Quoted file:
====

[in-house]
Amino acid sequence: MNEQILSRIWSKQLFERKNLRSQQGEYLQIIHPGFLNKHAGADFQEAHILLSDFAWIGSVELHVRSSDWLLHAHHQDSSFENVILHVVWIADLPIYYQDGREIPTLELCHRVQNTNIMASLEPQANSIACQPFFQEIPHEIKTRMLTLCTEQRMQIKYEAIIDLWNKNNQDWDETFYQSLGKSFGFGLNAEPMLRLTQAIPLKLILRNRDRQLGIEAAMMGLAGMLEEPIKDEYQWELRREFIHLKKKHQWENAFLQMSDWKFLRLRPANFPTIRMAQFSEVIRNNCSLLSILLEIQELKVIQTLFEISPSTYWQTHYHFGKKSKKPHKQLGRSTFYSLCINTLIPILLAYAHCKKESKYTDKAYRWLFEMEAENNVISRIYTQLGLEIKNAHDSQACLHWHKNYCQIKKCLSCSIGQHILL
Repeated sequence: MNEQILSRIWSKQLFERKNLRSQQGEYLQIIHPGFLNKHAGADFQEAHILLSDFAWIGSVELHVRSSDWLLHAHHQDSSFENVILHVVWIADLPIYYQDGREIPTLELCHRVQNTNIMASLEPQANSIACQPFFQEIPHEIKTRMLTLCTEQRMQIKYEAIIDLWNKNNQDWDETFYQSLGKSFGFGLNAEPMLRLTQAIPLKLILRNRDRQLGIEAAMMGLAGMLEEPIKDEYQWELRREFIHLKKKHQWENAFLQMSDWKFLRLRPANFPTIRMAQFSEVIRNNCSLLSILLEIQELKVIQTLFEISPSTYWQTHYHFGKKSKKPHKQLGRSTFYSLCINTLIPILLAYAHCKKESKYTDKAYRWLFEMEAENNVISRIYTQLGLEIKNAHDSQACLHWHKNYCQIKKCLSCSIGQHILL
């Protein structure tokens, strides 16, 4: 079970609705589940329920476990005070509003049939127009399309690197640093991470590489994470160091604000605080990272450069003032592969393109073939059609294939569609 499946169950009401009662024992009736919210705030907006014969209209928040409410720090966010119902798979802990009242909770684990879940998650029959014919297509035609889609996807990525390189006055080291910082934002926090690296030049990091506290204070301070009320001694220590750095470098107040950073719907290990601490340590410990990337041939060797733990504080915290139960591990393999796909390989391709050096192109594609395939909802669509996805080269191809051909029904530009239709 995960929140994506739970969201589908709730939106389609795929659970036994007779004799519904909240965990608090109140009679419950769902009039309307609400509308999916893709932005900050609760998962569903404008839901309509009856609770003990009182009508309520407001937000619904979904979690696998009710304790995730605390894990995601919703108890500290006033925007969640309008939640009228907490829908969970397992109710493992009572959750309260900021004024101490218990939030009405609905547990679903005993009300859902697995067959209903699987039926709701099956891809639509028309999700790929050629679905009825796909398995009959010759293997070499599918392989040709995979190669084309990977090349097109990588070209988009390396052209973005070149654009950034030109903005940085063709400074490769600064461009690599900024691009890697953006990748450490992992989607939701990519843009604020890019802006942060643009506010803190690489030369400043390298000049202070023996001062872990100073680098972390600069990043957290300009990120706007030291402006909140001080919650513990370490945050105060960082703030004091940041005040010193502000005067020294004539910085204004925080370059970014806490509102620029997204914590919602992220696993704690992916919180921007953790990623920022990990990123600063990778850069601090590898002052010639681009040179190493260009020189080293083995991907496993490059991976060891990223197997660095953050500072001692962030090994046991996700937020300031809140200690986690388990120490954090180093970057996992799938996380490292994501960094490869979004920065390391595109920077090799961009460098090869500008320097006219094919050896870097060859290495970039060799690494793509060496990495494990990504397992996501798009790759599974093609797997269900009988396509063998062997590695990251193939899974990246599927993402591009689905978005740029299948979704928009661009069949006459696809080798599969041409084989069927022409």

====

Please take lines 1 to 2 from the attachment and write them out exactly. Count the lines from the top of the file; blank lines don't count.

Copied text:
[in-house]
Amino acid sequence: MNEQILSRIWSKQLFERKNLRSQQGEYLQIIHPGFLNKHAGADFQEAHILLSDFAWIGSVELHVRSSDWLLHAHHQDSSFENVILHVVWIADLPIYYQDGREIPTLELCHRVQNTNIMASLEPQANSIACQPFFQEIPHEIKTRMLTLCTEQRMQIKYEAIIDLWNKNNQDWDETFYQSLGKSFGFGLNAEPMLRLTQAIPLKLILRNRDRQLGIEAAMMGLAGMLEEPIKDEYQWELRREFIHLKKKHQWENAFLQMSDWKFLRLRPANFPTIRMAQFSEVIRNNCSLLSILLEIQELKVIQTLFEISPSTYWQTHYHFGKKSKKPHKQLGRSTFYSLCINTLIPILLAYAHCKKESKYTDKAYRWLFEMEAENNVISRIYTQLGLEIKNAHDSQACLHWHKNYCQIKKCLSCSIGQHILL